Fifth disease symptoms
Transmitted via coughs and sneezes like colds and flu, fifth disease shares some symptoms with other respiratory viruses: fever, sore throat, upset stomach, achy joints and headaches. There’s no need for treatment unless your child is uncomfortable, in which case you can use either acetaminophen or ibuprofen to ease aches and fever. In fact, before the distinctive rash erupts, there’s no way to tell fifth disease from any other virus, says Susanna Martin, a paediatrician in Saskatoon. (About 25 percent of people who get infected with Parvovirus B19 are only carriers and show no symptoms at all.)
Fifth disease rash and contagious period
Once the rosy-cheeked rash appears, the illness is typically no longer contagious, so there’s no need to exclude children from daycare or school, says Martin. Kids can show symptoms anywhere from four to 14 days after being exposed, and the body rash (which typically doesn’t itch) lingers between one to three weeks, sometimes clearing up only to reappear after a hot bath or physical activity. Despite his dramatic rash, Alex breezed through his illness. “He was fine. As long as he had ibuprofen or acetaminophen, he was comfortable,” Bloomfield says. “Compared to the flu, it was nothing.”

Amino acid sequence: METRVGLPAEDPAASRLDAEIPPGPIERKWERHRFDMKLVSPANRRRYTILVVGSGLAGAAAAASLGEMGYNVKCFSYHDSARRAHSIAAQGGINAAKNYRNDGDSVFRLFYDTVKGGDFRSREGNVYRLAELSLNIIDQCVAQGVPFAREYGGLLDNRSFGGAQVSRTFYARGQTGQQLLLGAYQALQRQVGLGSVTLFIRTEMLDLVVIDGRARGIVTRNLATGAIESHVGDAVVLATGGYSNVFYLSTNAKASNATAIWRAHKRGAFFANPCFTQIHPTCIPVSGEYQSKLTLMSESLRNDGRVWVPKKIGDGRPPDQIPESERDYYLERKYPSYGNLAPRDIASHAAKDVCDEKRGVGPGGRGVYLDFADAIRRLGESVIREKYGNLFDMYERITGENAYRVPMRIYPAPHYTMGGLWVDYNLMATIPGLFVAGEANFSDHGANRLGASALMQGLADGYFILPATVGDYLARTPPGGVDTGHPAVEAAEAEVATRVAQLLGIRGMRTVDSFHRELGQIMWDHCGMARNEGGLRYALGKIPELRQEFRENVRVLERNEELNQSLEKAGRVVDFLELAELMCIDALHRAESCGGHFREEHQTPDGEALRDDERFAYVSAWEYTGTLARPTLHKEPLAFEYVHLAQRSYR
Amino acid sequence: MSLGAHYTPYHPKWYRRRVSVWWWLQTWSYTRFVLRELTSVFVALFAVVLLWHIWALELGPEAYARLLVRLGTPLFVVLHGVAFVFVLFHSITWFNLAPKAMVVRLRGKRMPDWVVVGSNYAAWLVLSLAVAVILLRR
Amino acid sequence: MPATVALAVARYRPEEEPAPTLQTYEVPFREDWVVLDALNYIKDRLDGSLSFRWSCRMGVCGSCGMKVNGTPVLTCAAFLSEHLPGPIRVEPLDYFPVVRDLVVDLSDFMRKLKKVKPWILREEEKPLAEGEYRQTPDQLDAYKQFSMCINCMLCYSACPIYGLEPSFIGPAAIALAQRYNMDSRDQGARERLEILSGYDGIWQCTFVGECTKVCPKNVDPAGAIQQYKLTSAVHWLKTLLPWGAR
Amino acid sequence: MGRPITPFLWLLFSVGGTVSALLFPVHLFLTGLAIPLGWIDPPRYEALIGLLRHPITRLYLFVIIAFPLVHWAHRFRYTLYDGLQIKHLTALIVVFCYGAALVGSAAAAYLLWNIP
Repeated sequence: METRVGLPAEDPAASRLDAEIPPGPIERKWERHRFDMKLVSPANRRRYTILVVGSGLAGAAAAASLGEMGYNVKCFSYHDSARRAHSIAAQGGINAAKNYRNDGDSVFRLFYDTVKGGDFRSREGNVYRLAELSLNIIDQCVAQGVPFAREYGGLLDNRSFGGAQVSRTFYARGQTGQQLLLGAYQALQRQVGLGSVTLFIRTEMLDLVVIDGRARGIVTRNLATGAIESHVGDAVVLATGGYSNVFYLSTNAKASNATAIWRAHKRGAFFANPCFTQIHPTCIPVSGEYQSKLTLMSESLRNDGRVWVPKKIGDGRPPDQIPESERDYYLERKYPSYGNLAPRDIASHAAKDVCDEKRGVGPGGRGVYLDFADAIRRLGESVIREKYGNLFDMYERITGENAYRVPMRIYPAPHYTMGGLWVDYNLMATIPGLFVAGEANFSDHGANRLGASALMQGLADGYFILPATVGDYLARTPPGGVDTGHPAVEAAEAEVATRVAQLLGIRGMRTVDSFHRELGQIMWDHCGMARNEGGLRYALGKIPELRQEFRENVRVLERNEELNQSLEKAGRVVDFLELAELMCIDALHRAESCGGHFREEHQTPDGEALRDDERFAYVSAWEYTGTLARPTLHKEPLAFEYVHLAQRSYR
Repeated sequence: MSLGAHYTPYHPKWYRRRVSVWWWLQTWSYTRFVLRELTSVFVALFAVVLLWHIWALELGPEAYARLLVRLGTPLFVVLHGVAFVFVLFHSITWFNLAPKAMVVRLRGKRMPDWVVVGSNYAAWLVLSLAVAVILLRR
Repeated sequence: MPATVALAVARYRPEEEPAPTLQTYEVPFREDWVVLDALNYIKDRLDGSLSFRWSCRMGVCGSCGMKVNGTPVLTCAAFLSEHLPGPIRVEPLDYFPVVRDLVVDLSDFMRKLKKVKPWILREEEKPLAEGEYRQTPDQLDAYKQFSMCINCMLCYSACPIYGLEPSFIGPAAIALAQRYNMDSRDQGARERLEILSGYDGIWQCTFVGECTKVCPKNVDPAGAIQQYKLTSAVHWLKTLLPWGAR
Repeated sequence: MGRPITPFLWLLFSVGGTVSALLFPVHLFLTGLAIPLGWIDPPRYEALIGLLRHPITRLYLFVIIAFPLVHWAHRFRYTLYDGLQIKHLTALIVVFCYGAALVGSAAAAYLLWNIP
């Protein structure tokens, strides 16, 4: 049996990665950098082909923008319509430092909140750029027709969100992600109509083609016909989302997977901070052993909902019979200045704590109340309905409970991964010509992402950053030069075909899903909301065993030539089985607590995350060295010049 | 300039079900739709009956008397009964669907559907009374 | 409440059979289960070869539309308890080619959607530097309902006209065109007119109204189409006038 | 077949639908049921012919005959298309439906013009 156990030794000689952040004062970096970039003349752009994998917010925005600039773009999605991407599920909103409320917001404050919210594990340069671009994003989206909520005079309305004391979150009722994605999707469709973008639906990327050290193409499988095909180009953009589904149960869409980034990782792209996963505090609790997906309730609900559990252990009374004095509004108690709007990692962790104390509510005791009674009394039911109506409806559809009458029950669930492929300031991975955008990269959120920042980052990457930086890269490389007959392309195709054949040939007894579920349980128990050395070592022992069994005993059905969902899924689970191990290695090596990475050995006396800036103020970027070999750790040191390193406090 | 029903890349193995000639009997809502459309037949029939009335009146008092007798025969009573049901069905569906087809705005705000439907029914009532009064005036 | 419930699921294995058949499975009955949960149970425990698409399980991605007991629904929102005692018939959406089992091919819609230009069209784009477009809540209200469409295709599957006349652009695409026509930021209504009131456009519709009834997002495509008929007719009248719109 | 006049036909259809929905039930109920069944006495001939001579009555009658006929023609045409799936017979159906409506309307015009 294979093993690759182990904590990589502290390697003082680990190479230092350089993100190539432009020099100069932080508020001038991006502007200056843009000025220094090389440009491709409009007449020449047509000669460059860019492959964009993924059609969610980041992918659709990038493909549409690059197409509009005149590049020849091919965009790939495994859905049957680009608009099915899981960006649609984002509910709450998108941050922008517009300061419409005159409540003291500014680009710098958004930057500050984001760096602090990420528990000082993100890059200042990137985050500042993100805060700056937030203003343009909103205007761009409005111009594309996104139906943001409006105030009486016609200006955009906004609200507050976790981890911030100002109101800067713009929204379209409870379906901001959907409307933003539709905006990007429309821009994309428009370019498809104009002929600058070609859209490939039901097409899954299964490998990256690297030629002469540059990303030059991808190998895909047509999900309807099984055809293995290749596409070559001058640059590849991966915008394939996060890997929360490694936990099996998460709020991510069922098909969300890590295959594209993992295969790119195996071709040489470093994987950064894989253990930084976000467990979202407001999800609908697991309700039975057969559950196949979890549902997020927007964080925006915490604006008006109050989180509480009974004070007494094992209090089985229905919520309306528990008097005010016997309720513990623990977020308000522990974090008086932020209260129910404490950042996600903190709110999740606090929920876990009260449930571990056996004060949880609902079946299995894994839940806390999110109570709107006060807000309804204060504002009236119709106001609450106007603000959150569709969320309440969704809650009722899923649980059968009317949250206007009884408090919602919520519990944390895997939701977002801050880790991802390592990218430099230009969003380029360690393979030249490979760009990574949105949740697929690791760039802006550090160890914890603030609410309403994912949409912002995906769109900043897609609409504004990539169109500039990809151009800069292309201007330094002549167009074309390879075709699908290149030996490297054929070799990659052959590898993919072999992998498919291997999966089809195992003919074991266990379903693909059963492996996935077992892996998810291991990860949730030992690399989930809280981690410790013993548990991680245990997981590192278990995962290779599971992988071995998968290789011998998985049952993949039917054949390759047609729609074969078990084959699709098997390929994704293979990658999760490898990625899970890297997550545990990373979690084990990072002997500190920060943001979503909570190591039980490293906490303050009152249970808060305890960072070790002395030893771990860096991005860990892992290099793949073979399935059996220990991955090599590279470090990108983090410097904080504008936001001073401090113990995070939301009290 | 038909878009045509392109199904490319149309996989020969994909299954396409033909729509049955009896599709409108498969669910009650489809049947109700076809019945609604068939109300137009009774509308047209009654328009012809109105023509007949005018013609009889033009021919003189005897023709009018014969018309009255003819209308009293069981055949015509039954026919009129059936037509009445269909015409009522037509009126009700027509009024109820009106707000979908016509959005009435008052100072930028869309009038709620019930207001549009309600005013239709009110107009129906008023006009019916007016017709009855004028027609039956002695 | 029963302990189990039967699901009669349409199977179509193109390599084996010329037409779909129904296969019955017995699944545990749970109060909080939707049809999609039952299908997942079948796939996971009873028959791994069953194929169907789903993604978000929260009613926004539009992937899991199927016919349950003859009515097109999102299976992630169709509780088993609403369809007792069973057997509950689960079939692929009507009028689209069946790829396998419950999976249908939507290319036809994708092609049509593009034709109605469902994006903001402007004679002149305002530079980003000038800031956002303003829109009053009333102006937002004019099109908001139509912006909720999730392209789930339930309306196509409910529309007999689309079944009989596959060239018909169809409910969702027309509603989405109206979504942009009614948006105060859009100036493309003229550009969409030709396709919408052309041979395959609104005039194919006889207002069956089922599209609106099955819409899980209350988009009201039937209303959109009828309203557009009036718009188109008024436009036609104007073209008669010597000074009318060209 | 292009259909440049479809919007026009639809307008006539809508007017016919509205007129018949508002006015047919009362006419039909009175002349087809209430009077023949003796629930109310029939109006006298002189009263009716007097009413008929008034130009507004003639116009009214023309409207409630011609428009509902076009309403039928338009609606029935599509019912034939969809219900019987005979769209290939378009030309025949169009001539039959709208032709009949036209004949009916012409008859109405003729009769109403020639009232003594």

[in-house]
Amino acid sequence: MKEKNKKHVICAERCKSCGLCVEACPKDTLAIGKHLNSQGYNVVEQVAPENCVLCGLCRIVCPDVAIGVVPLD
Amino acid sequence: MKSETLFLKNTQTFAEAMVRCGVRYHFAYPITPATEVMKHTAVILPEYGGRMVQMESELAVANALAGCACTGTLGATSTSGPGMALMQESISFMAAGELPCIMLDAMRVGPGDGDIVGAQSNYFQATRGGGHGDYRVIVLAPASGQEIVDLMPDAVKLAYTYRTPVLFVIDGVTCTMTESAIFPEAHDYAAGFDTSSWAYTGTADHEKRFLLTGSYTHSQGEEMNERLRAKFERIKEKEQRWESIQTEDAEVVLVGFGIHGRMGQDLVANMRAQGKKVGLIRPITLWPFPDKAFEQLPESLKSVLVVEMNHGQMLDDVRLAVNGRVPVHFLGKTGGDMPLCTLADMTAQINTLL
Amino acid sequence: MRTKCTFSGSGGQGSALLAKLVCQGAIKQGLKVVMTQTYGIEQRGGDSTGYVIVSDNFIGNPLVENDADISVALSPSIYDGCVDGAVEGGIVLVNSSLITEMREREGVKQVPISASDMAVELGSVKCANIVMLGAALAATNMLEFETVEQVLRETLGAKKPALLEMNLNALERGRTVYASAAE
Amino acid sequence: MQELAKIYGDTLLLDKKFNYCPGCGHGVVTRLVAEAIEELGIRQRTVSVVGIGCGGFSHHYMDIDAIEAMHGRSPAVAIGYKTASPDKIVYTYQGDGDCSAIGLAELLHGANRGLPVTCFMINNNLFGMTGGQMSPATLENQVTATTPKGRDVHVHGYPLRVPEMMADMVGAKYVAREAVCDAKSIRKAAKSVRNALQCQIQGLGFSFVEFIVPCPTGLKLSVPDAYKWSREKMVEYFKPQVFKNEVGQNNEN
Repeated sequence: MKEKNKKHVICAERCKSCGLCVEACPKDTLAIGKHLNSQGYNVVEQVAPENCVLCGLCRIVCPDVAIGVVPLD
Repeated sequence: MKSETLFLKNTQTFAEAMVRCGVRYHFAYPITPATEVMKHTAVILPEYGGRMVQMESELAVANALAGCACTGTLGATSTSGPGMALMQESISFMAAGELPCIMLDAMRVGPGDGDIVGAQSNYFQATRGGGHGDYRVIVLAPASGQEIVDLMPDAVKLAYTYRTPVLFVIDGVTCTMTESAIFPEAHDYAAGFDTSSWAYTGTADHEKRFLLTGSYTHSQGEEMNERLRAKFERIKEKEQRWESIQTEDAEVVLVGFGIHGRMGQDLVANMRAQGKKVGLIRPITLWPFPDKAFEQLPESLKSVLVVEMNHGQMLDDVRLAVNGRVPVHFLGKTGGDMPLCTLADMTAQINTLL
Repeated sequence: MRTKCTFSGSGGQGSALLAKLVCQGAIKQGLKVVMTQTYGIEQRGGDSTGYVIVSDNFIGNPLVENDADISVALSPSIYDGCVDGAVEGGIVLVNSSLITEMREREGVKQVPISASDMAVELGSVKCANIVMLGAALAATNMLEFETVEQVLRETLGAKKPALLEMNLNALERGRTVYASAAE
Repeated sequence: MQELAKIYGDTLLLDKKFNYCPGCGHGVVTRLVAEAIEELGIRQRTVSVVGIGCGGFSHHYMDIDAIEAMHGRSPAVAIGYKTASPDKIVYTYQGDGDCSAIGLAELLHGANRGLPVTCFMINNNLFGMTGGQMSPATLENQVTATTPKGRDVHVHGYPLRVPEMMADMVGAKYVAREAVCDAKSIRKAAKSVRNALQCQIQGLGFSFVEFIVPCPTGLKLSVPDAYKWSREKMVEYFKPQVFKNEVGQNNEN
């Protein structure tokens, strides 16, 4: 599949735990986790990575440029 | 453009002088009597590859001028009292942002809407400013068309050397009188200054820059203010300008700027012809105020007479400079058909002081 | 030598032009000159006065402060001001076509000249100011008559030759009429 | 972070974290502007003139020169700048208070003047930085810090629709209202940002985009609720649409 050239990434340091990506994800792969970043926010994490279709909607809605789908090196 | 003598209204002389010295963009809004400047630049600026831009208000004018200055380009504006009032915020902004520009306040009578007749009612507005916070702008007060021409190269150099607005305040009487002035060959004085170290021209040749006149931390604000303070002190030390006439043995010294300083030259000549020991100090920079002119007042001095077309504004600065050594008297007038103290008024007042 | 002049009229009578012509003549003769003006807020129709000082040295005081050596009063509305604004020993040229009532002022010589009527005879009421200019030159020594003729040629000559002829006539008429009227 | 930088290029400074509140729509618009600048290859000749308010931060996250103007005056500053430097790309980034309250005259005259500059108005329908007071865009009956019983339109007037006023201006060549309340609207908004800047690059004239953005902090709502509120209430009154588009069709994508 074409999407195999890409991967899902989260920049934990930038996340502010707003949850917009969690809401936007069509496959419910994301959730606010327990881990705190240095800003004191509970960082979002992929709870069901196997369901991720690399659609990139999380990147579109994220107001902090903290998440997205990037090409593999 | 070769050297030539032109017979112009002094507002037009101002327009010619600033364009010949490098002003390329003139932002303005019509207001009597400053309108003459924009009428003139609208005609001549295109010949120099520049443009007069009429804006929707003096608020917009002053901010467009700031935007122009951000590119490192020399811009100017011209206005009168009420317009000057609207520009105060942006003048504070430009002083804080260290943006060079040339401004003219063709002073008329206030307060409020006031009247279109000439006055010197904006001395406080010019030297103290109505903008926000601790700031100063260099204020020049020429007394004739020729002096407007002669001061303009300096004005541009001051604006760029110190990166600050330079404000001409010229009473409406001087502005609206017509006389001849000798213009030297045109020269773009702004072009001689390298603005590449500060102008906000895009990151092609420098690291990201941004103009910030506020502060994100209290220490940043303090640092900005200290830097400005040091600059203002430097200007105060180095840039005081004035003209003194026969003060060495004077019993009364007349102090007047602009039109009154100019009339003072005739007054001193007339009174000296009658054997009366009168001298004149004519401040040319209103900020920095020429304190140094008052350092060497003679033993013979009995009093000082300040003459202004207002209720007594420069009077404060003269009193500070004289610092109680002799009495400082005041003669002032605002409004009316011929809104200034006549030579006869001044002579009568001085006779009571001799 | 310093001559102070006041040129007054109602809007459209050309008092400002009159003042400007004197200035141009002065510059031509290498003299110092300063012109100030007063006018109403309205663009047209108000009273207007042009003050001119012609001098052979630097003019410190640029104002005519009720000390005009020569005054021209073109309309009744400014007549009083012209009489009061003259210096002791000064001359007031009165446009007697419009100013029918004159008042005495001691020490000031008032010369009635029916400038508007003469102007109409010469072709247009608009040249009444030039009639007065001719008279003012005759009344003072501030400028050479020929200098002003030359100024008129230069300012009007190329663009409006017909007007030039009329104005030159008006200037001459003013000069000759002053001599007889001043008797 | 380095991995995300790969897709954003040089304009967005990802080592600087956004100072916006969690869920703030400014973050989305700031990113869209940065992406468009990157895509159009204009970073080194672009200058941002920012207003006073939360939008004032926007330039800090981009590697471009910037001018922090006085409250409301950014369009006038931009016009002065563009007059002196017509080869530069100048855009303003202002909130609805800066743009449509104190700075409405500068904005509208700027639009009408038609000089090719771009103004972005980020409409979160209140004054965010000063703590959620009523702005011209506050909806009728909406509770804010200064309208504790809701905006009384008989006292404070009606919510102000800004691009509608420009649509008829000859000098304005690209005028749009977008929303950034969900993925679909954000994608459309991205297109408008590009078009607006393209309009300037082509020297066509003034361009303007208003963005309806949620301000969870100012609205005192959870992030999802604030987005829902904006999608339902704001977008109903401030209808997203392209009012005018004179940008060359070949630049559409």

Fifth disease treatment
There is no vaccine to prevent the infection, nor is there any treatment for the average case. (Severe anemia—a complication that can arise in kids with blood disorders—is managed with blood transfusions.) The good news is that it’s a one-time thing—once you’ve been infected, you develop immunity and are very unlikely to catch it again.